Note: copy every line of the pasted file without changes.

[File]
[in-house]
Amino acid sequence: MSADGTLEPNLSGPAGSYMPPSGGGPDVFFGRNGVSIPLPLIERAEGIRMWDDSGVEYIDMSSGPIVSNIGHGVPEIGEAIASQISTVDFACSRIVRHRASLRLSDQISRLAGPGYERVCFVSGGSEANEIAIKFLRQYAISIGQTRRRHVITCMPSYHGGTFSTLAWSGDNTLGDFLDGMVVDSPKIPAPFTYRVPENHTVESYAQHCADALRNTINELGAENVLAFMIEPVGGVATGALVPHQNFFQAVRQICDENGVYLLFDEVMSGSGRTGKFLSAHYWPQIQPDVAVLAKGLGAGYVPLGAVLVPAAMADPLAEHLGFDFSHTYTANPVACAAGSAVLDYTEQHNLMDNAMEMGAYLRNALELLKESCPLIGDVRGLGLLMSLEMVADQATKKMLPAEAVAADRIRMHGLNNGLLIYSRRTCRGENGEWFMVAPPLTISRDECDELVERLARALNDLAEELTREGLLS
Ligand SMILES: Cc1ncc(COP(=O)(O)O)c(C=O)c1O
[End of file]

[in-house]
Amino acid sequence: MSADGTLEPNLSGPAGSYMPPSGGGPDVFFGRNGVSIPLPLIERAEGIRMWDDSGVEYIDMSSGPIVSNIGHGVPEIGEAIASQISTVDFACSRIVRHRASLRLSDQISRLAGPGYERVCFVSGGSEANEIAIKFLRQYAISIGQTRRRHVITCMPSYHGGTFSTLAWSGDNTLGDFLDGMVVDSPKIPAPFTYRVPENHTVESYAQHCADALRNTINELGAENVLAFMIEPVGGVATGALVPHQNFFQAVRQICDENGVYLLFDEVMSGSGRTGKFLSAHYWPQIQPDVAVLAKGLGAGYVPLGAVLVPAAMADPLAEHLGFDFSHTYTANPVACAAGSAVLDYTEQHNLMDNAMEMGAYLRNALELLKESCPLIGDVRGLGLLMSLEMVADQATKKMLPAEAVAADRIRMHGLNNGLLIYSRRTCRGENGEWFMVAPPLTISRDECDELVERLARALNDLAEELTREGLLS
Ligand SMILES: Cc1ncc(COP(=O)(O)O)c(C=O)c1O